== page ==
That wonderful faucet on the left side of our double sink in the bathroom that blasts the most stubborn mud and dirt from under fingernails was put into use and my hands were quickly cleaned as much as they could be. My callouses are stained, I can't fix that. Besides, I'm proud that I am a gardener. I filled up the girls bowls, made sure that the cats had food, opened up a pouch for the old woman, Sweetie cat who is now going on 21, and fixed myself a ham and jalapeno pepper jack sammich, with a blueberry turnover first for teasers. I like to eat dessert sometimes first. Heck....son had drained the tea, so no sweet iced to to regenerate me. Put on the kettle, get down the jar and plunk a large bag into it and stand and munch my sammich while I hear Rose crunching her kibbles. Lazy old arthritic dawg, she lays and eats. Sugar stands next to her waiting for her to allow her to step over and nibble out of the second bowl.
I started back here to tell you all what had happened today, and I decided it was way time to plant what was waiting by the driveway and was now hidden by next years Zebrina's leaves that are already a foot tall. This time I dodged the girls and told them to watch the house, and I went out quickly and closed the door and looked for my trusty Crafty shovel.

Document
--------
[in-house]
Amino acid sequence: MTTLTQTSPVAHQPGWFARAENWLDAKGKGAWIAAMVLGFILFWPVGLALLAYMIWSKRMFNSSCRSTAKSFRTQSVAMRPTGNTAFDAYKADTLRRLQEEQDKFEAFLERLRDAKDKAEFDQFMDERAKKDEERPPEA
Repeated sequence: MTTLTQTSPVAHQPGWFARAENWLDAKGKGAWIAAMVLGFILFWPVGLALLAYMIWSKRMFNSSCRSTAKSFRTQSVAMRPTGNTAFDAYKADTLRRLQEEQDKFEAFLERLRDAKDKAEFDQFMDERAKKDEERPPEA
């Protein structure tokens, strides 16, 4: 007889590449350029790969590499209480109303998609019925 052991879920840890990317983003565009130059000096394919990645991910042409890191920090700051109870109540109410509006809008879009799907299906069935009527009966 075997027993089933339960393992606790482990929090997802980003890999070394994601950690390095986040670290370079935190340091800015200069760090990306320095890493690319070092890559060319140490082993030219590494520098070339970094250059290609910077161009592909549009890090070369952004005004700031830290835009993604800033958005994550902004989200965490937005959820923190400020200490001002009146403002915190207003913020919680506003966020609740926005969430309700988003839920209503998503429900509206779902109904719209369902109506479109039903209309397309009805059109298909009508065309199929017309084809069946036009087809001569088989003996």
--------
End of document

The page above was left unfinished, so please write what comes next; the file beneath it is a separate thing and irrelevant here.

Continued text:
There is nothing nicer than parting back leaves of next years plants to discover hidden treasures you've forgotten about. How I could forget what I had sitting there is only because I haven't been outside as much as I would like from the distractions of work and stresses at home. This is the time I should be outside, healing with the simple magic of my gardens and instead, I've been rolling around in the dark pit and sleeping alot.
As I parted the zebrina leaves I was surprised to find not one gallon pot of Dorothy Wycliff Peiris, but two of them. I'd forgotten that I'd gotten them for $1 each. They were loaded with buds for next year and I decided right then and there to plant one in the shade bed under the black cherry behind the whiskey barrel I've half filled with dirt and that is home to Virginia bluebells and one little narcissus. The corms of the fall blooming Cyclamin never returned for me, but it won't be my last attempt at them.
The soft soil was easy to part with the shovel and the pieris slipped in like it lived there all the time. I decided to plant the other one at the top of the neat waterfall boulder on the first terrace just below the baby maple and pawlonia. I'd lost the evergreen this summer because it needed way more light than what it got there, and the hole where it had tried was still soft. The pieris settled into the hole and looked like it always should have been there in the first place.